Markets and Types of Goods

Markets and Types of Goods When the word “Monopoly” is brought up in normal conversation, most people think about the board game that pits one player against the other, in an attempt to take over the board, and put every one else out of business. This is the fun side of a monopoly, and only one way that economics can work. While monopolies are generally thought of disdainfully in an economic sense, it is the only way that some businesses, utilities especially, can operate. Oligopolies, and competitive markets also play a huge role in how this country is run. While a competitive market is the way that most of our economy works, oligopolies are used in cell phone companies, as one example, and in the way that we get our cable television and Internet as well. Monopolies are present in the way that we get our electricity, as well as some of our other utilities. Each has its own place in the economics of America, and most democratic societies. However, the most important, and most used market in America is the competitive market.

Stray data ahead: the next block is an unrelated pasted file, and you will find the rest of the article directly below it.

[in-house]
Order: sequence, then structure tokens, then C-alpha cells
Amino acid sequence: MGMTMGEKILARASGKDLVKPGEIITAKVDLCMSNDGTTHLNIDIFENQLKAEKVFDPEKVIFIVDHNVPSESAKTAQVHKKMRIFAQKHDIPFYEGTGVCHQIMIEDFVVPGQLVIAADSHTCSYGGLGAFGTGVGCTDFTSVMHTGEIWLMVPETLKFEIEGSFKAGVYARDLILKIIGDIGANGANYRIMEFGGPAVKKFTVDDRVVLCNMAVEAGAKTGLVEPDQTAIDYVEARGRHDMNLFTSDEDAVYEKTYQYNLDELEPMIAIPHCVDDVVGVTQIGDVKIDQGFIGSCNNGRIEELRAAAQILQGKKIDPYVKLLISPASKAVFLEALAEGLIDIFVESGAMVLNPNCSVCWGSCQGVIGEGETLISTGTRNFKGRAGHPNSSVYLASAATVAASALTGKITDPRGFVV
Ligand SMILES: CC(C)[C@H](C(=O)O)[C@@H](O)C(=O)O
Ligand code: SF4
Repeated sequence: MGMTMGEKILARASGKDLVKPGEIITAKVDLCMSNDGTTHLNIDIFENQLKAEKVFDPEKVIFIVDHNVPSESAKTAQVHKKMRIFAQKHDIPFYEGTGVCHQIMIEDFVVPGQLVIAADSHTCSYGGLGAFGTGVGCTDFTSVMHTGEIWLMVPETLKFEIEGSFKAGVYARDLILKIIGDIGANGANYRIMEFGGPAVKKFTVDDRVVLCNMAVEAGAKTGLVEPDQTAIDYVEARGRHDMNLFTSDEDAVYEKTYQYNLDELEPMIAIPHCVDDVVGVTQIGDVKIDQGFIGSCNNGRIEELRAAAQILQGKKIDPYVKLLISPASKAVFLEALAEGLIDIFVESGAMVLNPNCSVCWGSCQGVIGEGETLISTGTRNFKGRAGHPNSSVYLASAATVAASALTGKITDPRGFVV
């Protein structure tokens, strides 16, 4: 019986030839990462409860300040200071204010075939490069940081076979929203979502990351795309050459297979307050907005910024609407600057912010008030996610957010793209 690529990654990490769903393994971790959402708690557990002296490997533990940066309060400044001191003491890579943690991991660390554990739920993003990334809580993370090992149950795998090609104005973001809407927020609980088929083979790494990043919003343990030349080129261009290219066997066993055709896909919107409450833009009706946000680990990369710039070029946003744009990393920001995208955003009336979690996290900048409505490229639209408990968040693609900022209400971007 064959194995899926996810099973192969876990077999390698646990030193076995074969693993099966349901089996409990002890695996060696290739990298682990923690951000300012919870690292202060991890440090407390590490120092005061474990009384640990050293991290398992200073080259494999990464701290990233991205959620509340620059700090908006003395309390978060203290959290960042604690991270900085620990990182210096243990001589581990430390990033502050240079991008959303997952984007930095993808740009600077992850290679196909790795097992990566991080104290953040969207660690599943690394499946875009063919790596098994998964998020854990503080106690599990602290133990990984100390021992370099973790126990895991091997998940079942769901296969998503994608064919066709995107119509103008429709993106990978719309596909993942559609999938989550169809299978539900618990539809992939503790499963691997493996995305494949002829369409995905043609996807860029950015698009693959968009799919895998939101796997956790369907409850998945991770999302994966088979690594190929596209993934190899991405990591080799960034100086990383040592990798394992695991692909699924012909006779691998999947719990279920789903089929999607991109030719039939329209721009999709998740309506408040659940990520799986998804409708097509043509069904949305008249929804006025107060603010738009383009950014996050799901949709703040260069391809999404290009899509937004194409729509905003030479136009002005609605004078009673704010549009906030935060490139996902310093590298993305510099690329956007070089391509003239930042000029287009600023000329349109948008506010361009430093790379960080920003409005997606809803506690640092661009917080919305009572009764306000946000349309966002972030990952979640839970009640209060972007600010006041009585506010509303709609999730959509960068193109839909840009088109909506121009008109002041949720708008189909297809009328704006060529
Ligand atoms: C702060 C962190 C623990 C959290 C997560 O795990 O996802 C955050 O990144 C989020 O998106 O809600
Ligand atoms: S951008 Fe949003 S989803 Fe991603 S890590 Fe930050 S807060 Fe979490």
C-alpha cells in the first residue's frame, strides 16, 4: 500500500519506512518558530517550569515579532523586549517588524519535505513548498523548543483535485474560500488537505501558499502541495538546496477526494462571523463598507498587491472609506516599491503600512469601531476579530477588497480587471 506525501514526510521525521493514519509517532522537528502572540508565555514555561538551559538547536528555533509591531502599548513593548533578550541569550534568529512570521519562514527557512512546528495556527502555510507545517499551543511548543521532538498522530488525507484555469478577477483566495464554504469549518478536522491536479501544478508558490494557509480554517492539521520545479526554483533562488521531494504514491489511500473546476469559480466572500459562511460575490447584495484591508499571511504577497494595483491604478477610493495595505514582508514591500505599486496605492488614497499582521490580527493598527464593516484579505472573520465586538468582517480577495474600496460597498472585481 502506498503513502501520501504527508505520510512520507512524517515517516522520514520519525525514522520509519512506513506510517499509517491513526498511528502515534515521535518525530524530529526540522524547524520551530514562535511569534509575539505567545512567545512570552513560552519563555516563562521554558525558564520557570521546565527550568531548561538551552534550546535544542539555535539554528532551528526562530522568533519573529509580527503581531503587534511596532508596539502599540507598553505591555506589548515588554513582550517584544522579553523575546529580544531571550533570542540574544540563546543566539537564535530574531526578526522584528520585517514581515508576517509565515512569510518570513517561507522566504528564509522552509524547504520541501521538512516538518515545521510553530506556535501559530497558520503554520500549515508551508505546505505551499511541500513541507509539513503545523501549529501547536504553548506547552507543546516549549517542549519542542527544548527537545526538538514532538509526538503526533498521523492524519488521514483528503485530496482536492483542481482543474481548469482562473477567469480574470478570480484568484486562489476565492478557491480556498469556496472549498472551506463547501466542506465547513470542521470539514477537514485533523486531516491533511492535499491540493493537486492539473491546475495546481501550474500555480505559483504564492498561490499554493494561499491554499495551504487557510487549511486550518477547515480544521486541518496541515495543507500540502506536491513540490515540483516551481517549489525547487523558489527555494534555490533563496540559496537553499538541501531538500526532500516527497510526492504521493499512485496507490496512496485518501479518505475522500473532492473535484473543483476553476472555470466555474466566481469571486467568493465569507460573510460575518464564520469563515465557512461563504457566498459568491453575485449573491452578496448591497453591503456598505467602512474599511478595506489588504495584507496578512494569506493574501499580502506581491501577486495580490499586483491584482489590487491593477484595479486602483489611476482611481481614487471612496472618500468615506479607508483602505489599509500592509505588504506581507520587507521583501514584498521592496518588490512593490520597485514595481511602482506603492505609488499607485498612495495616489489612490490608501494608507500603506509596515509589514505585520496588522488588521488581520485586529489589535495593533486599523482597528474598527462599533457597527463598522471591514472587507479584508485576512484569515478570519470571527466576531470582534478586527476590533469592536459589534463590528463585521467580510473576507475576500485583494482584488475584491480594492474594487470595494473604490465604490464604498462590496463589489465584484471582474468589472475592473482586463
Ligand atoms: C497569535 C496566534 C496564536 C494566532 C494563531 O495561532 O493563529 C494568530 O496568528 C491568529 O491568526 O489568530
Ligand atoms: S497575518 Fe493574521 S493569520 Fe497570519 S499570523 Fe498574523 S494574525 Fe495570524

There are a number of important characteristics of a competitive market. Probably the most fundamental aspect of the competitive market is the number of buyers and sellers. The main point of this, as is pointed out by Richards (2014), is “the greater number of buyers and sellers that exist, the less bargaining power buyers and sellers have.” This means that the market, when in “perfect competition,” is completely run by supply and demand, with the individuals on both ends having no control over the pricing. One reason for this is that most products in this system are homogenous, meaning that they are almost the exact same product as one another. This, in turn, means that only the amount of the product available (supply), and the amount that is needed by the buyer (demand), is the way that these products get priced. Any…

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